One of the more controversial, if I can call it that, scoring methods in NHL’94 is the pass shot. The most simple definition of a pass shot is when you press the B button (pass) towards the goal, instead of the usual C (shot) button. A direct pass (not passing to another player) comes off the stick very quickly and with a lot of velocity. When angled correctly, it can be a deadly way to score goals as the puck rips by auto-goalies. Due to the quickness and speed of the puck, it also makes it difficult to manual goalie against.
Pass shots can be effective when used at the right times, but many people who first learn how to pass shoot tend to overuse this method, leading to botched scoring opportunities. A pass shot that misses usually flies wide into the boards, giving your opponent the puck. Sometimes just shooting the puck in close is the better answer. Here I’ll demonstrate the various uses and angles of the pass shot. Use at your own risk! 🙂
Each one of these can be done on the forehand and/or backhand. The key is lining up the puck and angle for maximum success.
- Deke (long and short)
- Diagonal (long and deke)
The execution of all of these shots is generally the same — you have to press the direction you are shooting and B at the same time, or one right before the other.
STRAIGHT PASS SHOT
I’ll start with the easiest of the pass shots to learn: straight pass shot. I say this is the easiest because you will already be holding the directional pad up (home) or down (away) before you take your shot.
The key to executing this shot successfully is to line yourself up with the inside goalpost on either side. One you think you have the correct angle, press B to fire away! I find this easier to execute shooting down, as holding down also keeps the puck low.
Left side going up, left side going down, right side going up, right side going down.
DEKE PASS SHOT
Once you start getting a feel for this particular shot, the next step is to practice a deke pass shot. Dekeing will increase your chances of success because you are moving the goalie out of position. Given the quickness of the pass shot, and the fact that you can release it at any range, it’s nearly impossible for an auto-goalie to save. Particularly on a backhanded shot.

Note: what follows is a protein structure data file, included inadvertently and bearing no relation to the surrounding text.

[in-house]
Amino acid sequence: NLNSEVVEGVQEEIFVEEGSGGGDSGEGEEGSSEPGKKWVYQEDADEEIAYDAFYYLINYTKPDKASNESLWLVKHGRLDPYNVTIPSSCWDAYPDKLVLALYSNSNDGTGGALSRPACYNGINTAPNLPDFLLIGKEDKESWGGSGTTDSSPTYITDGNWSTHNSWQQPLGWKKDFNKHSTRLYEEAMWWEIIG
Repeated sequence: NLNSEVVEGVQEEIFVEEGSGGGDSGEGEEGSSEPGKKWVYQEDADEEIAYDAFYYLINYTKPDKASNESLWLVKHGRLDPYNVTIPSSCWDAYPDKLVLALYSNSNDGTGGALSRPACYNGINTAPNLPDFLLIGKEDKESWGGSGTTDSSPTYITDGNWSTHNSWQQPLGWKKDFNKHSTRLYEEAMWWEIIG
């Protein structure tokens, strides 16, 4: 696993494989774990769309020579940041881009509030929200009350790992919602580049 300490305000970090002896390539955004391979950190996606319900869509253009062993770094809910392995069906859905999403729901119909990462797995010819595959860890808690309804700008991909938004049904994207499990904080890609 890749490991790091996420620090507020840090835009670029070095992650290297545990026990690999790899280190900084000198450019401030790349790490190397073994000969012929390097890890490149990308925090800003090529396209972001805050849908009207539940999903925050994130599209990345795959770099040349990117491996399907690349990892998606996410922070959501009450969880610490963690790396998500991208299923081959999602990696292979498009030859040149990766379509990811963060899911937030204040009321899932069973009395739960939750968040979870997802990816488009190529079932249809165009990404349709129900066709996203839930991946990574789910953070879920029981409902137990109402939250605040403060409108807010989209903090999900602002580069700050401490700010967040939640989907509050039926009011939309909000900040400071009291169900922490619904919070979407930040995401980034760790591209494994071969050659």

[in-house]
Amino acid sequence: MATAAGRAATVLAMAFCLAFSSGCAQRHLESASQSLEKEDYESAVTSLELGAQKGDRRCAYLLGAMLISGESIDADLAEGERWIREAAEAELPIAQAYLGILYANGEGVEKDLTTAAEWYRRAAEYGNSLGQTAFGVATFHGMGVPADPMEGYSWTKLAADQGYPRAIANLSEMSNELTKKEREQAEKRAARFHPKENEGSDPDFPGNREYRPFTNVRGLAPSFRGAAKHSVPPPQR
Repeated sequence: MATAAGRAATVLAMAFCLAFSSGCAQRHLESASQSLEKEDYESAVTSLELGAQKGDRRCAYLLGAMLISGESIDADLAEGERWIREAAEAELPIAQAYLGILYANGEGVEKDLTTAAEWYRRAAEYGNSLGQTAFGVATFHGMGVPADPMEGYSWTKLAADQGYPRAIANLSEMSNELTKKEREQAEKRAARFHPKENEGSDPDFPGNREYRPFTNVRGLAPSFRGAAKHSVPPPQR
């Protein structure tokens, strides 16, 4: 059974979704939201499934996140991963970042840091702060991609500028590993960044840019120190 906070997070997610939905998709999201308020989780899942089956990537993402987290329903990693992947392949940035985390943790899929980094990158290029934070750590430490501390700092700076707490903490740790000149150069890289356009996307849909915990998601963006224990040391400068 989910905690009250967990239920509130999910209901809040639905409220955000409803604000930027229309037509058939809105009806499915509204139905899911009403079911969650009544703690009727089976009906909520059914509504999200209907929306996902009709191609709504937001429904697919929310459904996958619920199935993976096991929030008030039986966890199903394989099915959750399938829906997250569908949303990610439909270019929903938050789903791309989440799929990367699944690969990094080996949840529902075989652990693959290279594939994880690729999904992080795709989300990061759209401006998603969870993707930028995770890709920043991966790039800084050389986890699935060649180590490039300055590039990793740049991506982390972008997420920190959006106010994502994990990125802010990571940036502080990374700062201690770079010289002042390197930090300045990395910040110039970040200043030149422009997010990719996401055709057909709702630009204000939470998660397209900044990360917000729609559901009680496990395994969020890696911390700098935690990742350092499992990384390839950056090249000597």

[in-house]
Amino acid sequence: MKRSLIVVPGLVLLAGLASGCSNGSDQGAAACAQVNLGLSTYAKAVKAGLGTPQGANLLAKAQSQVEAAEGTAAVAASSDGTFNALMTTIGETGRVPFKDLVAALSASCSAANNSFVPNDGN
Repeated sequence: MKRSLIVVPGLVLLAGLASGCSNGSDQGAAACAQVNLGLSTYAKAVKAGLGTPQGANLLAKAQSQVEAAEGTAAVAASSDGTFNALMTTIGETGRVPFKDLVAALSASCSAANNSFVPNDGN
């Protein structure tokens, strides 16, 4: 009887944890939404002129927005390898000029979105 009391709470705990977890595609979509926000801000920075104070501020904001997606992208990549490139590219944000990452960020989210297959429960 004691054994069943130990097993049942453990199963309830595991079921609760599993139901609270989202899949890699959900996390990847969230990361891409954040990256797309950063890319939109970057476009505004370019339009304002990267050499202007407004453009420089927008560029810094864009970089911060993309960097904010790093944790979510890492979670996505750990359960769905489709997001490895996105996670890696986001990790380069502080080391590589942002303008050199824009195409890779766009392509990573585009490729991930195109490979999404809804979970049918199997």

The backhanded deke pass shot is easier to execute because it requires less area to deke than the forehand. In the simplest (and most effective) example, start at your forehand side and go towards the goalie. Deke to your backhand and when the puck lines up near the post, press up (or down if you’re shooting down) and B. Most of the time the goalie will be out of position, and you will pocket an easy goal.
The forehand version of this doesn’t work quite as well, but is still possible. There are two reasons for this. First, dekeing to the forehand requires more time for the player to swing around (nature of the graphics), so you can’t catch the goalie out of position as quickly.
Second, the forehand requires more room for the player to line up, so you have to be closer towards the opposite side of the net, leaving you less area to work with. See below.
Because of the velocity of the pass shot, you can blast a deke pass shot from as high up as the top of the circle, and as low as the goal crease!
DIAGONAL PASS SHOT
The next variant of the pass shot is diagonal. This is generally a little more difficult because the angles are more difficult to visualize, and executing requires you to press the directional pad diagonally vs straight up/down. It’s tricky, but once you get the hang of it, it’s another weapon you can use to score. Forehand and backhand are equally effective.
The first use of the diagonal is around the top of the faceoff circle, and the key is to find the right angle in which to release the pass shot to beat the goalie on the opposite side. It’s definitely trickier, and less likely to score than the other methods. However, the shot can come off a quite a surprise and generate a quick goal for your team.
Here are examples:
The other example of a diagonal pass shot is a variant of the deke, and executed when close to the goalie. Just like a deke, you want to be moving one way, but then diagonally shoot the other way. You can see examples in the video.
The cut-across variant of the pass shot is used in close and is a kind of “slam dunk” into the net. Timing is key here, you have to hit up (or down) at the very moment you get the puck by the goalie and then press B. You should already understand the concept and execution of the pass shot; this just shows yet another effective application of this method.
PICTURE – Forehand/Backhand
One of the more frustrating goals when scored against you is when a slapper goes through the goalies legs and into the net! Even more frustrating is when you launch a pass from behind the redline through the legs! While technically this is a pass shot, you’re just hoping the puck squeaks through the goaltenders legs. Just aim towards the goal and fire one.